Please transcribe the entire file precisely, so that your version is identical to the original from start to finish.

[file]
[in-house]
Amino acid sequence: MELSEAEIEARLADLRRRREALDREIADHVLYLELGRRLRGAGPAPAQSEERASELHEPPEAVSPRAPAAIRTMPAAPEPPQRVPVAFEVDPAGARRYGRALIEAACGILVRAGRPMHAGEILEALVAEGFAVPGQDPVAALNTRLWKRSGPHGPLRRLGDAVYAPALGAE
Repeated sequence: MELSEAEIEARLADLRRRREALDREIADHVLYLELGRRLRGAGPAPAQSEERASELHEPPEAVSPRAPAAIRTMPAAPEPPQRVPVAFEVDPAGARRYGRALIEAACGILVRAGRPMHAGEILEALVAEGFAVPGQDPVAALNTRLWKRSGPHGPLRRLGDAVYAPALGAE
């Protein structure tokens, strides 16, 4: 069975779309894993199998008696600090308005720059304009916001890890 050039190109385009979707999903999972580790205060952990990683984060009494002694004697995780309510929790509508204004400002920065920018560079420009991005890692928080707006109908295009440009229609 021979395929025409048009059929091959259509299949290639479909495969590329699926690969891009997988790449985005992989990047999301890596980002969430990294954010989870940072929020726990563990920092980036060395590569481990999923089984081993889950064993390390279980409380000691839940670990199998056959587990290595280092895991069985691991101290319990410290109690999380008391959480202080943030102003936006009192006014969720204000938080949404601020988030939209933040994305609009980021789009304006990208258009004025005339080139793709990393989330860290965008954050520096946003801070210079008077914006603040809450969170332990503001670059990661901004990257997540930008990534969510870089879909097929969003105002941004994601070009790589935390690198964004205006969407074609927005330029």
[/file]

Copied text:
[in-house]
Amino acid sequence: MELSEAEIEARLADLRRRREALDREIADHVLYLELGRRLRGAGPAPAQSEERASELHEPPEAVSPRAPAAIRTMPAAPEPPQRVPVAFEVDPAGARRYGRALIEAACGILVRAGRPMHAGEILEALVAEGFAVPGQDPVAALNTRLWKRSGPHGPLRRLGDAVYAPALGAE
Repeated sequence: MELSEAEIEARLADLRRRREALDREIADHVLYLELGRRLRGAGPAPAQSEERASELHEPPEAVSPRAPAAIRTMPAAPEPPQRVPVAFEVDPAGARRYGRALIEAACGILVRAGRPMHAGEILEALVAEGFAVPGQDPVAALNTRLWKRSGPHGPLRRLGDAVYAPALGAE
């Protein structure tokens, strides 16, 4: 069975779309894993199998008696600090308005720059304009916001890890 050039190109385009979707999903999972580790205060952990990683984060009494002694004697995780309510929790509508204004400002920065920018560079420009991005890692928080707006109908295009440009229609 021979395929025409048009059929091959259509299949290639479909495969590329699926690969891009997988790449985005992989990047999301890596980002969430990294954010989870940072929020726990563990920092980036060395590569481990999923089984081993889950064993390390279980409380000691839940670990199998056959587990290595280092895991069985691991101290319990410290109690999380008391959480202080943030102003936006009192006014969720204000938080949404601020988030939209933040994305609009980021789009304006990208258009004025005339080139793709990393989330860290965008954050520096946003801070210079008077914006603040809450969170332990503001670059990661901004990257997540930008990534969510870089879909097929969003105002941004994601070009790589935390690198964004205006969407074609927005330029």